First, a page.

Recently a friend who is a great gardener told me about the Garden State Heirloom Seed Society, and its website, www.historyyoucaneat.org. According to its founders, the website is devoted, to “New Jersey heirloom fruits and vegetables, and their culinary, medicinal, and historical value, to food and history-lovers around the globe. The site is fascinating. An essay written by Joseph Cavanaugh, the Society’s founder, on Peter Henderson & Company, a New York-based seed purveyor that operated from 1871 until the early 1950’s especially intrigued me. Founded by Peter Henderson, a New Jerseyan, the company maintained seed farms in Red Bank and Teaneck. The Cavanaugh piece was accompanied by a photo of a Henderson catalog cover, and facsimiles of some inside pages.
The Henderson cover is typical of everything that I love about old seed and garden catalogs. The colorful drawing features nine or ten voluptuous roses, fully opened and virtually leaping off the page. The only text is the company’s name at the bottom right. The roses speak, or sing, or shout, for themselves. In his essay, Joseph Cavanaugh says, “Most seed catalog collectors would agree that Henderson’s catalogs have no equal to this day.”
It is not surprising that old seed catalogs have become sought-after collectibles. The illustrations are often lovely renderings of fruits and vegetables, but but they also say something about the state of America during the years when the catalogs were issued. Right now the vogue for these old-fashioned images is so strong that the venerable Burpee seed company has published an antique-style catalog to showcase its Burpee Heirlooms seed collection. The Burpee Heirloom seed packets are reproductions of late nineteenth and early twentieth century originals.
Around the turn of the last century there were hundreds of small and large seed companies doing business all over the United States. One of them, Farmer Seed Company of Faribault, Minnesota, issued a catalog for Spring 1906 featuring a romantic illustration of a rustic farmer with a seed satchel over one shoulder, striding through a plowed field, strewing his seeds. The picture is garlanded with pink clover and wheat stalks. Clearly the artist depicted a bucolic ideal rather than a rural reality, but the cover made the act of planting seem both noble and picturesque.
The same year, D.M. Ferry & Company, located in the urban mecca of Detroit, Michegan, issued a catalog with a distinctly different flavor. The cover features a colorful display of fancy pansies in the foreground, and a large domed building in the background. The structure reminds me strongly of the Lord & Burnham conservatories at the New York Botanical Garden in The Bronx and Longwood Gardens in Pennsylvania. Developments in technology in the late Victorian era made such marvels of glass and steel possible, and garden aficionados and apostles of progress in all its forms loved to show them off. Seed vendors were no exception.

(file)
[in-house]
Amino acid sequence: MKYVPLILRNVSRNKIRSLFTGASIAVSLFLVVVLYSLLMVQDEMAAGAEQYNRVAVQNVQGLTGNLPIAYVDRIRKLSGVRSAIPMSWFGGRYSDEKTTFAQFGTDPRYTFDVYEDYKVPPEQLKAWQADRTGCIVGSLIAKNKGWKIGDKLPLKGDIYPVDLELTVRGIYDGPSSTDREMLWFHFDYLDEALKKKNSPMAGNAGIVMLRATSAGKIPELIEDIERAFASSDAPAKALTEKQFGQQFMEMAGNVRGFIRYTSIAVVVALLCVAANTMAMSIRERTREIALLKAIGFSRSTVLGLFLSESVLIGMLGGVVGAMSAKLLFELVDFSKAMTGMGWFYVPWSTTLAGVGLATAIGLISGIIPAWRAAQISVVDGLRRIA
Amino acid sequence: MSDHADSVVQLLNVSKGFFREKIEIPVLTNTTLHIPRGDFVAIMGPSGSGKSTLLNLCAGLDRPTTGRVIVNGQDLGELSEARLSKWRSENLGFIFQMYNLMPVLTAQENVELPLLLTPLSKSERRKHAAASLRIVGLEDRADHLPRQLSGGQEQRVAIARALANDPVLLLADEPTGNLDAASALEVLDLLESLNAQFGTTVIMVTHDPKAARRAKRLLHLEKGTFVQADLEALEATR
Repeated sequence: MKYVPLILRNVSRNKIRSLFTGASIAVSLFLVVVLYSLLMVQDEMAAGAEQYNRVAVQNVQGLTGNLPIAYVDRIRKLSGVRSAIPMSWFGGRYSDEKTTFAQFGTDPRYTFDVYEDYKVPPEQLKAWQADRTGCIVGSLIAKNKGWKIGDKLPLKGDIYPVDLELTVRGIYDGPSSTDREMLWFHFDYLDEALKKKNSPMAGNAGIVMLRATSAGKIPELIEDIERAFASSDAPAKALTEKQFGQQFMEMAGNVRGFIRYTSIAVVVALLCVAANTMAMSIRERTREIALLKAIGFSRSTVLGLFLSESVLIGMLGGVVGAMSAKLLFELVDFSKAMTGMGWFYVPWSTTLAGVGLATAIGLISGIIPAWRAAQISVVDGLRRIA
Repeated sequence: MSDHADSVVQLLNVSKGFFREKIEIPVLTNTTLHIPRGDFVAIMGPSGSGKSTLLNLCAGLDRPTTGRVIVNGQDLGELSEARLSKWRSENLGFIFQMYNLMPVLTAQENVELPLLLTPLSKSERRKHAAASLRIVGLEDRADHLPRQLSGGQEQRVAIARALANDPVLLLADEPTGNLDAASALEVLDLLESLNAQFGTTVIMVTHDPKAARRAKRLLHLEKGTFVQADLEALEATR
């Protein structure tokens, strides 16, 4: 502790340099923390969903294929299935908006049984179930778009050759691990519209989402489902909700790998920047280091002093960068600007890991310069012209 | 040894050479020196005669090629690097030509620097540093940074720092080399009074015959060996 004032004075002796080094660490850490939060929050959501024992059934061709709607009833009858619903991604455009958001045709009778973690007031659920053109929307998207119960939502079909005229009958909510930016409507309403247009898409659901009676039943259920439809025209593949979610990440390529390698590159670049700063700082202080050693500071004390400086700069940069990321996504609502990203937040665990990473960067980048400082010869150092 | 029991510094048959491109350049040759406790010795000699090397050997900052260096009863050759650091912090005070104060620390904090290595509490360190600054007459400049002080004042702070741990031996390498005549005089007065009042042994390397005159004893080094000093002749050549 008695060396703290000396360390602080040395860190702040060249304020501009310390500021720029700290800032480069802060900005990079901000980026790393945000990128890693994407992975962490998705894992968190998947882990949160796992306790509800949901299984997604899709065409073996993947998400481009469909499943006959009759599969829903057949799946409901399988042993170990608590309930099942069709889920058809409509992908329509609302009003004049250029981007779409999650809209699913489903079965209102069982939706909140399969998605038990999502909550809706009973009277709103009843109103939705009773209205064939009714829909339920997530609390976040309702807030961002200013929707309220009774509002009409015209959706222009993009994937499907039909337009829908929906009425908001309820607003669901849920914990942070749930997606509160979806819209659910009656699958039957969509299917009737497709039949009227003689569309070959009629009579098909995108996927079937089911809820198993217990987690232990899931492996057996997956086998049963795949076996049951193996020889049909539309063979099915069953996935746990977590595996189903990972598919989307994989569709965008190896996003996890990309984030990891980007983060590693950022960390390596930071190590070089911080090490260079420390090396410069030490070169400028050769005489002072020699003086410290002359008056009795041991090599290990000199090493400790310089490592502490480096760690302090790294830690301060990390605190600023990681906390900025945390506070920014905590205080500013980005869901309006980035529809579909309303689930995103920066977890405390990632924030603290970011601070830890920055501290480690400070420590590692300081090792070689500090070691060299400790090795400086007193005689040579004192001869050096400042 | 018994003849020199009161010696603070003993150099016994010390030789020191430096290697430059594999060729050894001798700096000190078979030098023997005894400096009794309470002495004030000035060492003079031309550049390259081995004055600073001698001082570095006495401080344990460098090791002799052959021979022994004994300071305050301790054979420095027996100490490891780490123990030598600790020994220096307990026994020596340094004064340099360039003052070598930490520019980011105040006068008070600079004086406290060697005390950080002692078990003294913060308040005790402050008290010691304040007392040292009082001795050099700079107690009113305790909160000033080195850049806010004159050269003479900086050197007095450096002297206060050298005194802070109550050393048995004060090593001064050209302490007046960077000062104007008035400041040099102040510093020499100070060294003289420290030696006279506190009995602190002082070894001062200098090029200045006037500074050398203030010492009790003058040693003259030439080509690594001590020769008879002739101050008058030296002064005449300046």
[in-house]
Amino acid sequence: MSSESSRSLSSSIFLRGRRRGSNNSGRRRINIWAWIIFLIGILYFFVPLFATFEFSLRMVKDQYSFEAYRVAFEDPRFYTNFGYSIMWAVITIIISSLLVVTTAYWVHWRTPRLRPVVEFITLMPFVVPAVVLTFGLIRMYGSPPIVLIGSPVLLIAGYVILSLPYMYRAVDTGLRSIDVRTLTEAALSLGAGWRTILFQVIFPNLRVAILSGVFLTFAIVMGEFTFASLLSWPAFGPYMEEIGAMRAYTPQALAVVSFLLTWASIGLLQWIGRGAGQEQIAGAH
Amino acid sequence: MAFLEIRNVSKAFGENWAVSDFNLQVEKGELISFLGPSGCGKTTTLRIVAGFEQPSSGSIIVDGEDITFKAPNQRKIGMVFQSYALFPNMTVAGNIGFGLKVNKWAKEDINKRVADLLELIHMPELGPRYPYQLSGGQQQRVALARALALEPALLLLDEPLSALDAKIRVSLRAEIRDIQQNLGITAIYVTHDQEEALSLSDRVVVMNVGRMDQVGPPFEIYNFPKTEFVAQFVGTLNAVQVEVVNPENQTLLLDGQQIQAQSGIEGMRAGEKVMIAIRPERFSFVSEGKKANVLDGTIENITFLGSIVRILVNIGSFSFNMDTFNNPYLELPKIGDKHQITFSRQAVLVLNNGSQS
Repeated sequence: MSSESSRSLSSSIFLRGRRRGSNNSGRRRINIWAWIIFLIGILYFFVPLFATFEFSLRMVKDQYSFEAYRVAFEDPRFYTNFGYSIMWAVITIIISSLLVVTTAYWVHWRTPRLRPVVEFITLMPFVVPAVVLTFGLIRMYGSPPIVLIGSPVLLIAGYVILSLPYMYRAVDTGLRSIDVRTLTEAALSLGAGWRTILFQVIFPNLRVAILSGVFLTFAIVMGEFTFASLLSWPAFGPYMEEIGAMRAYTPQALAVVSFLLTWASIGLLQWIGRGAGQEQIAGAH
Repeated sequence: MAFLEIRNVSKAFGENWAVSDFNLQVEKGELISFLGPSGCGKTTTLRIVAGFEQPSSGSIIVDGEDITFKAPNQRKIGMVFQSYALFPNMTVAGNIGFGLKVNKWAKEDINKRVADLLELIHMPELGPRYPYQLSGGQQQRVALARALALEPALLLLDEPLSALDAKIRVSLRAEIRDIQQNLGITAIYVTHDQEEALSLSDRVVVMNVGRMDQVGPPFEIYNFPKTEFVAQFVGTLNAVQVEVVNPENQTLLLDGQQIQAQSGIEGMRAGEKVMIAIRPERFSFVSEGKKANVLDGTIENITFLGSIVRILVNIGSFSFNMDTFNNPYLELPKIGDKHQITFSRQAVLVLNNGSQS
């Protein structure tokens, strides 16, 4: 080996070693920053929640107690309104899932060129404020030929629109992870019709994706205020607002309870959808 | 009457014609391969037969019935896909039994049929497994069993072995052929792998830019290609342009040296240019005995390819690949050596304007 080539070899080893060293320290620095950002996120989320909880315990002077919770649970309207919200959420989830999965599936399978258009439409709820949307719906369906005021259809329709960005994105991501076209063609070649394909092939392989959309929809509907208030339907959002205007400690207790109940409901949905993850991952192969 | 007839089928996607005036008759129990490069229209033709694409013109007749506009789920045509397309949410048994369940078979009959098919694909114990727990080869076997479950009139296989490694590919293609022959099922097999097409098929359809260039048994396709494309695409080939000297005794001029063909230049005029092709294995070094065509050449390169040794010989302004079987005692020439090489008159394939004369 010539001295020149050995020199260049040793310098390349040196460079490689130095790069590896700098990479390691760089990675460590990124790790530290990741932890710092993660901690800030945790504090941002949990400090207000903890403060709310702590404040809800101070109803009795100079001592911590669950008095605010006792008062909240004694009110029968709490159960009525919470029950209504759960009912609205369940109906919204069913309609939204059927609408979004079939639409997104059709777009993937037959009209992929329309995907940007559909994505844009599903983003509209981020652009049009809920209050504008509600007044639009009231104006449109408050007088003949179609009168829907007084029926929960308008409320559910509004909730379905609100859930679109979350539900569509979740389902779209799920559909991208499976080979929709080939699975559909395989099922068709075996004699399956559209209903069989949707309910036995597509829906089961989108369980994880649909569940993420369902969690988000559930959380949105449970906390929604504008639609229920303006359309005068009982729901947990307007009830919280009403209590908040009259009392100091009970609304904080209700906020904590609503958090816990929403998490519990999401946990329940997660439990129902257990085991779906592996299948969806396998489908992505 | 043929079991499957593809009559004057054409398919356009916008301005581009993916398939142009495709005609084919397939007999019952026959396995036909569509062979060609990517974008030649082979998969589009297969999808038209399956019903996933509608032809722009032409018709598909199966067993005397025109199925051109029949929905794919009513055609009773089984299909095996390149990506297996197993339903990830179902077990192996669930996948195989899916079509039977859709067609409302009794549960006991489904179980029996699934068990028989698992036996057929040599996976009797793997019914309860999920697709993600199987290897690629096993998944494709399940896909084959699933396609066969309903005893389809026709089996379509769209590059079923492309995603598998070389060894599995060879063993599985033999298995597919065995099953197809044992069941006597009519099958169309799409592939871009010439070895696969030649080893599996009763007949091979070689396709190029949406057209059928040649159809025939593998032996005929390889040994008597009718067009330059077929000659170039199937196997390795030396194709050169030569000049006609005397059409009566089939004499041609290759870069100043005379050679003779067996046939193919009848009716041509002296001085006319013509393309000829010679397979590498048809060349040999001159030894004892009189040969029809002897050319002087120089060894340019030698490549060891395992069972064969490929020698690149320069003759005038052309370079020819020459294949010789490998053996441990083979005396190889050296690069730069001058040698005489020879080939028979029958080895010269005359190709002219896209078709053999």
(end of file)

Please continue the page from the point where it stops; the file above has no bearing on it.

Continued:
Another Henderson catalog, for Spring 1913, shows a portion of an estate garden, complete with a parterre full of clipped box hedges enclosing bountiful rose bushes. Though the well-satisfied prosperous Edwardian era was already gone, the picture projects an image of civility and sophistication. It is a world away from the toiling husbandman of the 1906 Farmer catalog.
Probably my favorite cover illustration graced the 1901 Burpee catalog. Three plump cupids float through the blue heavens with the top of planet Earth visible below. Joined by a red ribbon that scrolls across their pink bodies, the cupids are holding up a tray laden with a rich assortment of perfect fruits and vegetables. Perhaps the theme was “heavenly produce for a new century.” Whatever the contents, the cover is so sentimental it could almost pass for a Valentine’s Day card.
These days, of course, photography has displaced artists’ renderings on most catalog covers. The fruits, vegetables and flowers are just as large and perfect (especially the dahlias and tomatoes), and twice as glossy, but less idealized. There are still a few catalogs, however, that hearken back to earlier times. The Cook’s Garden of Londonderry, Vermont uses woodcuts that evoke the rural life to illustrate their catalogs. Select Seeds, a purveyor of antique flower seeds and plants, has a photograph on its most recent catalog cover, but the combination of photographs and botanical illustrations inside the book reinforces the old fashioned nature of the product.
I wonder when someone will rediscover cupids?
For those with an interest in seeing or studying old seed catalogs, the LuEsther Mertz Library at the New York Botanical Garden has an enormous collection. Cornell University also owns a large number of catalogs. The occasional stray catalog or antique seed package may even be lurking in the dark corners of an antique shop near you. For more information about the Garden State Heirloom Seed Society, visit the website or contact Joe and Roberta Cavanaugh at PO Box 15, Delaware, New Jersey 07833; tel. (908) 475-4861.
Contact Elisabeth Ginsburg